Ann Arbor residents grapple with potential Spencer visit

“Black Lives Matter” banner hangs in the Wesley Foundation Campus Ministry.

“Black Lives Matter” banner hangs in the Wesley Foundation Campus Ministry. Buy this photo
Courtesy of Rev. Bob Roth

 

Wednesday, November 29, 2017 - 7:43pm

The prospect of white nationalist Richard Spencer visiting the University of Michigan has raised alarm not only on campus, but also among city residents and community leaders.

Just last week, Mayor Christopher Taylor (D) criticized Spencer in a Facebook post, noting Spencer’s white nationalist ideology runs counter to Ann Arbor’s commitment to diversity and inclusion for people of all backgrounds.

“Richard Spencer’s fearful vision of America is an affront to Ann Arbor’s values and we condemn him. He is not welcome here,” Taylor wrote.

Nevertheless, Taylor supported University President Mark Schlissel’s decision to consider allowing Spencer to speak on campus, noting that under the First Amendment the University cannot abandon its obligations to allow the free exchange of ideas, no matter how despicable the idea is. 

On Nov. 21, the University stated administators would proceed to consider Spencer’s request to speak on campus, which first entered into the University sphere at the end of October. However, the administration noted it would first have to ensure the safety of its students. In the emergency meeting of the University’s Board of Regents held last week, University President Mark Schlissel discussed “three components” to the decision: the safety of students, protecting free speech in a democratic society and that denying the request would give more attention to Spencer and his cause. 

Taylor noted the conflict the administration faces is a difficult one.

“Just as this prohibition protects the press and the protester, so too does it shield the bigot. So, if Richard Spencer comes, Ann Arbor will cooperate and coordinate with the University of Michigan and law enforcement agencies to ensure public safety and preserve public order,” Taylor wrote.


Ann Arbor resident Adam Mall agreed with the mayor. He saw parallels between the current situation and his high school days, when the KKK held a rally at the old City Hall and his classmates went to protest.

“I get that it’s a public campus and we’re trying to encourage free speech, but at the same time I’m really torn about individuals like (Spencer) coming to campus and stir up a lot of hate talk,” Mall said.

Longtime residents were also torn on the issue between free speech and hate. Alan Haber, an activist who as a student led the Students for a Democratic Society on campus in the 1960s, also drew parallels to the past. For him, the current atmosphere reminds him of the time Roth Barnett, the segregationist governor of Mississippi, came to speak on campus.

Schlissel used the Barnett example as a reason why universities must allow controversial speakers on campus in his inaugural address in 2014.

“(Barnett) was booed here, in 1963, but he was allowed to speak. This is what great universities do: We encourage all voices, no matter how discomforting the message. It takes far more courage to hear and try to understand unfamiliar and unwelcome ideas than it does to shout down the speaker. You don’t have to agree, but you have to think,” Schlissel said.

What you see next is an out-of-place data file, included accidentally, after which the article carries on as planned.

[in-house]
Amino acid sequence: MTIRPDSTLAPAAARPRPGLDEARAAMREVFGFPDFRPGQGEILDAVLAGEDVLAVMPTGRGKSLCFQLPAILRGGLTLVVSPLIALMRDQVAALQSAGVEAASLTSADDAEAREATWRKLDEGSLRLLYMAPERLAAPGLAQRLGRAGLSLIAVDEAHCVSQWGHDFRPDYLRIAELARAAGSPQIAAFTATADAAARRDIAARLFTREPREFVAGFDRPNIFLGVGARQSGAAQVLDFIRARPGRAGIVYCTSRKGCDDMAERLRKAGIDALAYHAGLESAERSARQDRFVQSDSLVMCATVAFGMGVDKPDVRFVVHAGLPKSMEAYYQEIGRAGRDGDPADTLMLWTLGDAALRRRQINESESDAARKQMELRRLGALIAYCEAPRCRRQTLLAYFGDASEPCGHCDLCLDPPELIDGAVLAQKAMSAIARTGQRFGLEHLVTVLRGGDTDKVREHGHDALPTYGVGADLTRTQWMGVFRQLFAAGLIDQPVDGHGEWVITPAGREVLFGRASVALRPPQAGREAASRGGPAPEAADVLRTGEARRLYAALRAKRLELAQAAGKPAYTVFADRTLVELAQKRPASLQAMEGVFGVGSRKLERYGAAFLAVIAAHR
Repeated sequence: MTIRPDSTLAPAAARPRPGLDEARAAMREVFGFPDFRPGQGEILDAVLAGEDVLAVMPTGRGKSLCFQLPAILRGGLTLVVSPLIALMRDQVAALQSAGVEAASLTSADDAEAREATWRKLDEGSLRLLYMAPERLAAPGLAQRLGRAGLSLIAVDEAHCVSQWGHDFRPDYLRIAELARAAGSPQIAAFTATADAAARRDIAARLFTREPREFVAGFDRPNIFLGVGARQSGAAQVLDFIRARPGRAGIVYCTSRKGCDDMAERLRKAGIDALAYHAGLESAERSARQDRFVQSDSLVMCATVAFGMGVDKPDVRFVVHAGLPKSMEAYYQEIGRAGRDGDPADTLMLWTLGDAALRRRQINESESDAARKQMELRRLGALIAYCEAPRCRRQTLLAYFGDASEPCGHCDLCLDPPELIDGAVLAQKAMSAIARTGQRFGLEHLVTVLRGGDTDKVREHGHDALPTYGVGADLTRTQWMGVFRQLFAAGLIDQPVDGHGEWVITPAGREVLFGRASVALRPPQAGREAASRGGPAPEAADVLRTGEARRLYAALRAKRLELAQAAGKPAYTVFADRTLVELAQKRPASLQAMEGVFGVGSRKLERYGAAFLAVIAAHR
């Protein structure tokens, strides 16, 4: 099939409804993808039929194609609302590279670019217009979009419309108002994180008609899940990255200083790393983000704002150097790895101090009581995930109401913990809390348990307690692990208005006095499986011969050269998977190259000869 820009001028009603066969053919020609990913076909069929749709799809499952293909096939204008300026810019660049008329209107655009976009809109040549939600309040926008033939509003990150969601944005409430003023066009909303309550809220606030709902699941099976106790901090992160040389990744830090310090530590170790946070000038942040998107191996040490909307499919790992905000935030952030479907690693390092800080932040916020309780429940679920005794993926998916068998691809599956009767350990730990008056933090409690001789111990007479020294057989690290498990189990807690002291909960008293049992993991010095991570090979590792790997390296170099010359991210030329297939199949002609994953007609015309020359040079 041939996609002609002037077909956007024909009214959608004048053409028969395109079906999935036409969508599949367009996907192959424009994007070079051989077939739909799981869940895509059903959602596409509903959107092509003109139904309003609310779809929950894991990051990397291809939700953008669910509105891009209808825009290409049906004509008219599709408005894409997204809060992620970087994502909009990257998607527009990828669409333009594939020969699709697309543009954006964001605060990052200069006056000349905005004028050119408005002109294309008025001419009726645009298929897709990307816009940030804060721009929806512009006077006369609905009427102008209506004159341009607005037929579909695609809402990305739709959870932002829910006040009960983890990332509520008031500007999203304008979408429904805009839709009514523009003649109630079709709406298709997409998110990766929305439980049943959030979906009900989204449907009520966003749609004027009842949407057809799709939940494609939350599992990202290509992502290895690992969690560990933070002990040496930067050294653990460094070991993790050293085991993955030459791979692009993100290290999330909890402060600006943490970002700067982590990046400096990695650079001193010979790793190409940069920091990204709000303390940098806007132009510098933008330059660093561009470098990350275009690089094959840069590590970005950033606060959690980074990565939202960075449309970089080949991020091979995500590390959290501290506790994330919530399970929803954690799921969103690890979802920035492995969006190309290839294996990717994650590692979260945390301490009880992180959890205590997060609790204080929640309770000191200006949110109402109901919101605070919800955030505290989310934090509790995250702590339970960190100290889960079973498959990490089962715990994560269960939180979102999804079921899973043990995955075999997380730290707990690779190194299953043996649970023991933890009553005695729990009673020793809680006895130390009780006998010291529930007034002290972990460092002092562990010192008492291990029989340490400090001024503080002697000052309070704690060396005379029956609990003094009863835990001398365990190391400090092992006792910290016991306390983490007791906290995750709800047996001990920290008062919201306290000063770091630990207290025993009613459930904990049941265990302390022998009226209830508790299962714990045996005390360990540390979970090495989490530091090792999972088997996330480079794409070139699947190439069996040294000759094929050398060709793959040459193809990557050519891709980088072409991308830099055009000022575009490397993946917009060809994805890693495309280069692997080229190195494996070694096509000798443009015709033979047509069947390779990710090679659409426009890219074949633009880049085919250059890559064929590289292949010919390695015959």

Haber said students can use this as an opportunity to counter the hateful ideology of white supremacy through teach-ins and protests, in the process engaging students who usually would not have an interest in these issues.

“Take the occasion to create an educational shield to counteract fascism, expose what this menace is. I won’t say, ‘No free speech for fascists,’ but use the opportunity to overwhelm the opponents,” Haber said.

His partner, Odile Hugonot-Haber, added Spencer’s ideology encourages the kind of vile actions the Nazis conducted in her native France during World War II. She also strongly suggested students educate one another to foster true equality and democracy in the United States.

“(The students) need to do some strong action because that’s what makes history,” Hugonot-Haber said.

When asked about what it plans to do about safety for protesters and counterprotesters, the Ann Arbor Police Department said it has not been contacted regarding the event and redirected all requests to the University Police Department.

The religious community also showed concern for a white nationalist coming to Ann Arbor. The Rev. Bob Roth, chaplain-director of the Wesley Foundation, a campus ministry, said he and other campus ministry leaders will be protesting with their student congregation when Spencer arrives.

“What he brings, really, is hate speech, and at that point to advocate white supremacy … is very threatening particularly to our students of color. Most of us will involve ourselves with what the students and the student groups are doing,” Roth said.

Roth also said he was concerned about how Schlissel did not differentiate between free speech and hate speech in his justification of allowing Spencer on campus. Roth said Schlissel neglected to explain why Spencer has not crossed the line from free speech to hate speech in his statements.

“To not bring up hate speech or where that line is to avoid the issue,” Roth said.

Despite all these concerns, however, Ann Arbor resident Adam Russ said he is confident the city’s values will triumph over Spencer’s ideology. 

“I think he came at the wrong time. (Speakers like) Richard Spencer and Milo (Yiannopoulos), I feel like their time has come and gone. They’re not as relevant as they were three or four months ago,” Russ said.